How to Attract and Retain Good Subcontractors

The success of a construction project depends on how effective and capable the contractors and subcontractors are. Usually, subcontractors are involved in the construction process to provide their expert services and perform a number of different tasks at the job site. There is a shortage of labor in the industry these days but the market is still continually growing. This has made it possible for subcontractors to be more selective when choosing jobs. 

If you are having trouble securing bids from qualified subcontractors it could be due to a number of different reasons. It is possible that the subcontractor you want just does not have the capacity to take on the extra work. There are some instances where a prior bad experience can make subcontractors a little apprehensive about working with your company again. Sometimes personnel issues or a bad rap could also deter subcontractors. The following are few things you can do to improve your chances of attracting great subcontractors.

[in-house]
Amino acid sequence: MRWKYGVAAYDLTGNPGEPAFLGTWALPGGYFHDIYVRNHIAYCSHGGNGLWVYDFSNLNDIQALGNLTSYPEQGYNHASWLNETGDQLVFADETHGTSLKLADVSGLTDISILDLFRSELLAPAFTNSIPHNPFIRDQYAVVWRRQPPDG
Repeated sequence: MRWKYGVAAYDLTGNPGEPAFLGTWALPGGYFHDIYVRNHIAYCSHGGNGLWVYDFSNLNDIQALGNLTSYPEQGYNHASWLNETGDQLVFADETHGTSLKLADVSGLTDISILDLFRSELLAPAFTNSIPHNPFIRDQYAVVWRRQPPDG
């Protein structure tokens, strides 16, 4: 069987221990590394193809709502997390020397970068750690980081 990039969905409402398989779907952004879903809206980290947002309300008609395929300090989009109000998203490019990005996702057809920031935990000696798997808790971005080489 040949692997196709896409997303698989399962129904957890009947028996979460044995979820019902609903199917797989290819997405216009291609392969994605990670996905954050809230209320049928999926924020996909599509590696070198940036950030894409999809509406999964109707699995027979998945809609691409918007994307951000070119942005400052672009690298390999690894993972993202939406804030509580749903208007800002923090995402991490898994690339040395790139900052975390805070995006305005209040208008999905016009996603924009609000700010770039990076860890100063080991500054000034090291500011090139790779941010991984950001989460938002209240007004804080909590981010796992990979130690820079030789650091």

Improve the Bidding Process of your Company

Unethical bidding practices can be quite damaging to the relationship that a general contractor has with subcontractors. For instance, if in an attempt to obtain a lower bid you reveal the bid price of another bidder, it is called bid shopping. Although it is not outlawed major organisations like the Associated general contractors, the American subcontractor’s association and the Associated specialty contractors have all renounced this practice. 

Bidding Software

You also need to take a closer look at your bid invitations and be certain that they are reaching the right people. If you see that your emails are bouncing, ask the subcontractors to have your company added to their safe senders list. Make sure that the bidding software you use makes it easy to manage and view the status of all bids.

Be Fair when Offering Contracts

The purpose of having a contract is to protect the best interest of the project instead of one party or the other. If your contracts attempt to push the costs and liability onto the subcontractor it would do the opposite of that. The contract should only ensure that the contractor delivers safe and quality work on time. They should not be taking any additional risks. The costs and liabilities associated with other things like heavy equipment failure or power outages are not the subcontractor’s responsibility.

If the subcontractors have done their job you need to make sure that you pay them on time. Late payments and billing issues will only discourage subcontractors from working with your company again. It is a good idea to include a clause in the document guaranteeing timely payment to the subcontractors after the job is done.